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10th Pravasi Bharatiya Diwas starts in Jaipur

January 07, 2012 16:30 IST

The 10th Pravasi Bharatiya Diwas, a convention for NRIs, got off to a chaotic start on Saturday in Jaipur.

The annual event for overseas Indians, which is being held in Jaipur for the first time, witnessed tempers flaring with delegates upset over being frisked at every gate inside the convention venue. Some delegates even complained of policemen being rude and polite depending on their mood.

As the dust settled, the opening session of the convention -- a seminar on water management -- saw Union Minister Vayalar Ravi deploring the wastage of water.

"Looking at the present water situation in India, we need to run a special campaign to save water. It is inevitable in the prevailing situation. We waste a lot of water in daily routine which is a very unfortunate tendency," the Minister for Overseas Indian Affairs said.

He suggested the delegates enter into partnership with village Panchayats for the campaign where the government could provide them with overseas development fund through its institutes.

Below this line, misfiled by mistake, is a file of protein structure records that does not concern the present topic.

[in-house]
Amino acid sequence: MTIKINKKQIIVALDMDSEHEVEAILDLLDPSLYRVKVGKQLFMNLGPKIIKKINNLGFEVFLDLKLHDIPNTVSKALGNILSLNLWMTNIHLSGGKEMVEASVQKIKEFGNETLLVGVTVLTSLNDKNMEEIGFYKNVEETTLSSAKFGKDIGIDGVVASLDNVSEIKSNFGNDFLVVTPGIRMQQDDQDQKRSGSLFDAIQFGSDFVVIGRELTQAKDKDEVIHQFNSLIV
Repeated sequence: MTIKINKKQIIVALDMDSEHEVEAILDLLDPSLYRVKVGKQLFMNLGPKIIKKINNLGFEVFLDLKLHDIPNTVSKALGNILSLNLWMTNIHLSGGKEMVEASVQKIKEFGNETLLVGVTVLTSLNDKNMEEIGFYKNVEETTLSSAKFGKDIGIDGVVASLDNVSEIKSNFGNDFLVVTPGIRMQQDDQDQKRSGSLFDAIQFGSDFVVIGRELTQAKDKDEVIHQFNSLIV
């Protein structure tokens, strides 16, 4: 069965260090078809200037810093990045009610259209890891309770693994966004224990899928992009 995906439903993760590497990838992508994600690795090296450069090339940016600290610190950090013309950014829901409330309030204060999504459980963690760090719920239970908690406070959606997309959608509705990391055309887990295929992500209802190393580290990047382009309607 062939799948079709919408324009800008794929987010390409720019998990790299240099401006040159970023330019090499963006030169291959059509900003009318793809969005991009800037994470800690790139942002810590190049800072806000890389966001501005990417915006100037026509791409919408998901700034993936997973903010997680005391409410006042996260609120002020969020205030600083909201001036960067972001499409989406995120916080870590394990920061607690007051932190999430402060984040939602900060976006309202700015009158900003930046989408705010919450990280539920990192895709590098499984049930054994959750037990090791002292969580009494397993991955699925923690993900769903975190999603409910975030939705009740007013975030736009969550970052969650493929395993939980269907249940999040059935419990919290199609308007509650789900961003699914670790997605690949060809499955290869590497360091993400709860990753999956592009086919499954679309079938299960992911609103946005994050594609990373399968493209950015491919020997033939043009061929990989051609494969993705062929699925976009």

He also suggested that entrepreneurs form groups and select some village to run the campaign.

"For Rajasthan, the major concern is to check the desert which is advancing and for this water has to play important role" he added.

Speaking on the occasion, Union Tourism Minister Subodh Kant Sahay said Rajasthan is a brand for tourism in India.

"We are working on water scarcity issue in Rajasthan and the Ministry is working on how to recycle and harvest water in hotels," he said, adding, that hotels should adopt local architecture for conservation of water.

He said that the government is working with the United Nations for sustainable tourism keeping water and environment issues in focus.

Focusing on importance of water, Rajasthan PHED minister Jitendra Singh said, "Water is costlier than oil and it is very important to conserve water for survival".

T M Vijay Bhaskar, joint secretary in the Department of Drinking Water and Sanitation (DDWS), said the major problem is absence of piped drinking water and there is need for treatment technology in rural areas.

"There is need to identify alternate sources of safe drinking water; introducing water meters in rural areas which will cut wastage of water by 50 per cent," he added.

"The biggest concern is the growing imbalance in demand and supply of water. The government is not able to supply potable water to 31,000 habitations because of dry blocks," said Additional Chief Secretary, Rajasthan, Ram Lubhaya.

Additional Inputs: PTI
A Ganesh Nadar in Jaipur